November 7, 2012

One Saturday afternoon in February 1987, I sluiced down the left side of Lift Line at Mad River Glen, spraying

One Saturday afternoon in February 1987, I sluiced down the left side of Lift Line at Mad River Glen, spraying chunks and granules and nubbins and death cookies at each short-radius turn with my KVCs. Clyde, on the other hand, skied in the middle of the trail, which was smoother and still had a bit of mojo.

“Why are skiing in the crap snow over there?” he asked. “It’s stupid.”

Or maybe he called me an idiot. I can’t rightly remember the pejorative. But I remember well how much fun I was having. It was junk snow, firm and reefy and a challenge for me, but there was so much more texture and context than what I saw in the middle of the trails. Ski runs are often the opposite of sandwiches — the white bread is in the middle, the meat on the outside — and I learned early on that the margins were, for me, a much more interesting place to be.

Clyde was just giving me shit, as bros do. But what struck me at the time and stayed with me all these many years later is that when boiled down to its binary essence, there are just two types of skiers: those who are happy skiing no matter what the conditions and those who are not.

Nine years ago at a telemark festival, photographer Peter Wadsworth met a crew of rippers from Whitegrass, West Virginia, and he was so impressed by their pure, raw stoke for the slidey sport of skiing that he vowed some day to come visit them. To see what was in the water, as it were, that filled them with such delight.

So he did. Last week. In the middle of Hurricane Sandy, he drove from Vermont to West Virginia to catch the predicted bounty. Now, where I come from, which is where Peter comes from, that’s called a reverse migration. You don’t drive from VT to WVa, it’s the other way around. But.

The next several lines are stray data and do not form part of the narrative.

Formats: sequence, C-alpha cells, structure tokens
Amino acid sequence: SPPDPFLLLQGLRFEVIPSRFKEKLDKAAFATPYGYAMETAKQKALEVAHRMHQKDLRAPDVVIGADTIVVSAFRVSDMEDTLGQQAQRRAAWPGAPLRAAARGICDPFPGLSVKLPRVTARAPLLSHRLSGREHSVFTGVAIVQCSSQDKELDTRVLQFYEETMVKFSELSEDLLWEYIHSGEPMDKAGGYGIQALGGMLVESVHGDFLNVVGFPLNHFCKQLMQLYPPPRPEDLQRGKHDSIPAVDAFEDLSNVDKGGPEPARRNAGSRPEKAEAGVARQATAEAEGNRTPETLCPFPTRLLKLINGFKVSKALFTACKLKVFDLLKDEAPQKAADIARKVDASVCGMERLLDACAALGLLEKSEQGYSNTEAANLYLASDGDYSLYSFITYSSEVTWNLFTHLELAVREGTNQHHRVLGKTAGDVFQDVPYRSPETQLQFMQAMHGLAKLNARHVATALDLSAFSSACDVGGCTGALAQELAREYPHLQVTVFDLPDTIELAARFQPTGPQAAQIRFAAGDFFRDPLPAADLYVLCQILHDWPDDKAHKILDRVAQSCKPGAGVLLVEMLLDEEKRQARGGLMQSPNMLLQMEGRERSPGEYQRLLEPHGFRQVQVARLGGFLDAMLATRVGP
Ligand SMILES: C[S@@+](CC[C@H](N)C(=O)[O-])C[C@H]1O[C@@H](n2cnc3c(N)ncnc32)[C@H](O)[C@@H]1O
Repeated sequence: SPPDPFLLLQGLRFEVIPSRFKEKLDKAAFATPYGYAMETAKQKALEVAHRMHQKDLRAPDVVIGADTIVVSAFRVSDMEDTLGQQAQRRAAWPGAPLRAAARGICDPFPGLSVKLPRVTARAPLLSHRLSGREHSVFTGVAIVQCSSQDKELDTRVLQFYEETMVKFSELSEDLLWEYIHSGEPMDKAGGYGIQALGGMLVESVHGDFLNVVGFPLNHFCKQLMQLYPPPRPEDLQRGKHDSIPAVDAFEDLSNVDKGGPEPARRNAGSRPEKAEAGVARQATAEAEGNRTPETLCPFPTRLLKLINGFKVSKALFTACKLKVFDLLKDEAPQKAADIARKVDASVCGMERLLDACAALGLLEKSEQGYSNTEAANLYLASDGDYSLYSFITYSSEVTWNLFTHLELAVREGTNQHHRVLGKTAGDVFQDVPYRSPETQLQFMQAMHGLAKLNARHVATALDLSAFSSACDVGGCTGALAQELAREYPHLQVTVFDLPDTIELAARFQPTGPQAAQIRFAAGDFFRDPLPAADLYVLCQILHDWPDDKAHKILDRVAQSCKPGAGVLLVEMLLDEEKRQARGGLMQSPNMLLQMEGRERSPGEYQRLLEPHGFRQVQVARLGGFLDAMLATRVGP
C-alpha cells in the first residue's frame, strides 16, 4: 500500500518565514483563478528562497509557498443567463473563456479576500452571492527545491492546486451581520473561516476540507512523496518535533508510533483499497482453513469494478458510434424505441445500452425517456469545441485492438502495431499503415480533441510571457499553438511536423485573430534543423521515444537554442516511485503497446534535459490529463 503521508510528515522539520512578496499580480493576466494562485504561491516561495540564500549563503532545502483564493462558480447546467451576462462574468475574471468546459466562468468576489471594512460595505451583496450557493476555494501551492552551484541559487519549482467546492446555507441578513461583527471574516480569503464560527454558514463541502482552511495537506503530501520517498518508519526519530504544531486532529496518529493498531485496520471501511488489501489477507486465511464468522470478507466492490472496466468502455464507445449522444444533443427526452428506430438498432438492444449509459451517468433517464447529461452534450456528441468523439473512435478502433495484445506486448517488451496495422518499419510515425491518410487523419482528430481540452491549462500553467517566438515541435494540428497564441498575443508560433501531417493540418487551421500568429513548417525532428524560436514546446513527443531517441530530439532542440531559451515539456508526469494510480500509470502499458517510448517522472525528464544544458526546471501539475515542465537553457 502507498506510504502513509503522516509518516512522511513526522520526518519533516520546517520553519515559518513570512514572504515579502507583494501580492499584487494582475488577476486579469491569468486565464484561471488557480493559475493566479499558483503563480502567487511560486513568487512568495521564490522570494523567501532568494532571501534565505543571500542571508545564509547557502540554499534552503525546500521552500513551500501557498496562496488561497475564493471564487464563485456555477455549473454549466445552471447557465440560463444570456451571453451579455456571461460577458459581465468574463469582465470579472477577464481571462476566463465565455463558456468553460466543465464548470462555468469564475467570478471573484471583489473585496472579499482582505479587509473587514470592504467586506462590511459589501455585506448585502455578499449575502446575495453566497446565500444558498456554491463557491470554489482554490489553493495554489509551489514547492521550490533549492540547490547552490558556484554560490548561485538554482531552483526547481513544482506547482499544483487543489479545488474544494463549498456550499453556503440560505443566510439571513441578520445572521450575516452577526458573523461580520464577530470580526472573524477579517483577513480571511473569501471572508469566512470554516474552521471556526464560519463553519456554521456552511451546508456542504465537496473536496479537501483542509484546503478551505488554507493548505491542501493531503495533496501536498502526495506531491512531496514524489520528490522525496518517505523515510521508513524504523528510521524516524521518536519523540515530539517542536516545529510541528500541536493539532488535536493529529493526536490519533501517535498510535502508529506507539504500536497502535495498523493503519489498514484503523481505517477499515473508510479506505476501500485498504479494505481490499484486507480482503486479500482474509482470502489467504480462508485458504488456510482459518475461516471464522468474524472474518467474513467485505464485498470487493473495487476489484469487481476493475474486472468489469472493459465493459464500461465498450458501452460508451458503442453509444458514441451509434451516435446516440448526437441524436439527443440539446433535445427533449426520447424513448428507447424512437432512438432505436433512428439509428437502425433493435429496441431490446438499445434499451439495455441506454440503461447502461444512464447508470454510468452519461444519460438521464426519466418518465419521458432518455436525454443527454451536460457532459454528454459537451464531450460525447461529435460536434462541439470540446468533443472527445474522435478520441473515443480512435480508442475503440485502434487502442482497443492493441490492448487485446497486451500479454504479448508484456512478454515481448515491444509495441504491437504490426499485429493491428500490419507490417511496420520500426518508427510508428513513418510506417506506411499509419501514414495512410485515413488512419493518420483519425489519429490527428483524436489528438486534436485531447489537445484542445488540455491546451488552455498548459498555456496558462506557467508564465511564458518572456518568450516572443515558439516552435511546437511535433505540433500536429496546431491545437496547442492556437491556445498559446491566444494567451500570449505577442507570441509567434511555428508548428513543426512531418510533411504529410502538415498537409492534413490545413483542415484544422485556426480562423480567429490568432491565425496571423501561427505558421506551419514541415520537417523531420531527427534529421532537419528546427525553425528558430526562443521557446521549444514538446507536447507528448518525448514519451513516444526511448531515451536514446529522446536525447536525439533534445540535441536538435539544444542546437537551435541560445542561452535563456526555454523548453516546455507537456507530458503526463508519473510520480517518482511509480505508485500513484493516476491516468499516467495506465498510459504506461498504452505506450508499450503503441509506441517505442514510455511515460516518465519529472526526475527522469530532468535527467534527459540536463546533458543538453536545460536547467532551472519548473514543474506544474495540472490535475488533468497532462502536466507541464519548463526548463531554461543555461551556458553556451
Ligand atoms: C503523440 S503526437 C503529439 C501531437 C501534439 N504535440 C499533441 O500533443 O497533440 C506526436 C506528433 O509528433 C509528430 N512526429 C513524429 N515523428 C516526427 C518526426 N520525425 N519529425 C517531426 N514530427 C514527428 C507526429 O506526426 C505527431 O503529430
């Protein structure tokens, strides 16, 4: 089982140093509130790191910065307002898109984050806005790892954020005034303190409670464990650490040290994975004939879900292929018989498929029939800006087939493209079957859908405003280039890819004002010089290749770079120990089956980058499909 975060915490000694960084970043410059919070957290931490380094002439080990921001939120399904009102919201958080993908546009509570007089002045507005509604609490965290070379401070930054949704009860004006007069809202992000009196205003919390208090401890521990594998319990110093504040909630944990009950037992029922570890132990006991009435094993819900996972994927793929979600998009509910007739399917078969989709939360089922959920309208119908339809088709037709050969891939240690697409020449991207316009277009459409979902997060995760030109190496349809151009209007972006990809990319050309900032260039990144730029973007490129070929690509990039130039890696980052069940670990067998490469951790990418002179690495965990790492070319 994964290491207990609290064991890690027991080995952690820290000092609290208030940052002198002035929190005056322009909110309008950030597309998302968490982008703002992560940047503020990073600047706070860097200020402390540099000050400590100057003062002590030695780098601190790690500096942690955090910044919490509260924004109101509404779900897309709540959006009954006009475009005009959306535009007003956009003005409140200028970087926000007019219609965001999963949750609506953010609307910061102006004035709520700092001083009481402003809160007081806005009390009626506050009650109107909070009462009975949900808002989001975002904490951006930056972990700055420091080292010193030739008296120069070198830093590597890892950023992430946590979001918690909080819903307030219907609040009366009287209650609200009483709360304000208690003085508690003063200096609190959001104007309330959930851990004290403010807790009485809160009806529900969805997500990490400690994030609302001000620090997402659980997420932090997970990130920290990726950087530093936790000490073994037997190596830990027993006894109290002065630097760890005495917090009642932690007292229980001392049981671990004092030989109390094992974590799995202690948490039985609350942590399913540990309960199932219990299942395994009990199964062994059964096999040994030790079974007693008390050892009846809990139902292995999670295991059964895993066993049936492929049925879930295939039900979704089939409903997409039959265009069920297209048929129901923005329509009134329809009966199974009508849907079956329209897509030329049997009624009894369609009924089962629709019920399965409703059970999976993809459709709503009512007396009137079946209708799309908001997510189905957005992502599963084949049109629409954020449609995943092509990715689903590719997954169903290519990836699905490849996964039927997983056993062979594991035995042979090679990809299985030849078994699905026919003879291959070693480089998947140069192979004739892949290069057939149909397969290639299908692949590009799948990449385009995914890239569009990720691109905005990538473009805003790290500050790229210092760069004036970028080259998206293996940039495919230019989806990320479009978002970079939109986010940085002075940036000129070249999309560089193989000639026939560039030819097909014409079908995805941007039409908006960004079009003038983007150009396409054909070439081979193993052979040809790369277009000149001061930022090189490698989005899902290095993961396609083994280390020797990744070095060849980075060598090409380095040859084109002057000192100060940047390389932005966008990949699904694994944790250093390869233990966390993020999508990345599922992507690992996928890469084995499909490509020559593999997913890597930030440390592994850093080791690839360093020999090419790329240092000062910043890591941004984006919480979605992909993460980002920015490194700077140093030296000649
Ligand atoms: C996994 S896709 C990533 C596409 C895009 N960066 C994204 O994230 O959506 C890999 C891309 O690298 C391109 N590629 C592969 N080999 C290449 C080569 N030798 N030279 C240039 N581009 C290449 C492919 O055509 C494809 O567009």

“Jake bent over the steering wheel and raced us towards NJ like a ski-obsessed Dean Moriarty. Somewhere along I-87 we were low on gas, and started to realize there was no power anywhere. Any gas stations that were open had no power to run the pumps. On the horizon to the east, the huge red light dome of the Jersey Shore was conspicuously absent. We knew the storm was raging, but were really unable to comprehend just how bad conditions were just a few miles away.

“With less than 1/4 of a gallon left in the tank, Jake glided us into a truck stop that had working pumps on the PA border. He tossed me the keys and said to wake him up for snow. A little after dawn on Halloween Day we pulled to the side of the road to inspect a suspicious white substance.”

Theirs was the third car at Whitegrass, which had no power, no lifts running, no water, no phone. But Whitegrass had snow, so they slapped on skins and proceeded to hike. And what they got is what you see above: Jake, getting after it, on October 31, 2012.

Peter and his crew hooked up with Chip from Whitegrass and hit it until they ran out of daylight. Then, with a couple of jelly jars of moonshine to see them home, they got back in the Subaru and pointed north. At 6:30 a.m., they rolled into Burlington, just in time to get to work.

There are two kinds of skiers in the world. I know what kind Peter is, and the kids from Whitegrass, too. Which are you?

Photos by Peter Wadsworth. Jake, above, and Chip, below. Read a full trip report and see more photos at Famous Internet Skiers

Steve Casimiro is the editor of Adventure Journal.
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Showing 2 comments
  • Rob

    I’ve got an answering machine full of messages from a similar psychotic skier like that here in Durango. From the first flake on the ground until the last glacier is brown and covered in rocks I get non stop reports and invitations to join his “anywhere anytime” ski life. And, I got to tell you, while he seems mostly insane to me, I’m not completely immune from getting the itch and when I do, I know someone’s already going. So, if you’re not one, it’s always good to know one.

  • MadPatSki

    October 31 was definitely eerie feeling about it, dark, snowing and quiet on abandon ski slopes of Canaan Valley. Chip (seen on bottom pic), co-owner of Whitegrass still had a large grin on his face the next day (after the FIS gang left) with many more skiers from the North showed up. Vermont, Massachusetts, New York and Ontario plates where not something you see often in WV ski areas.

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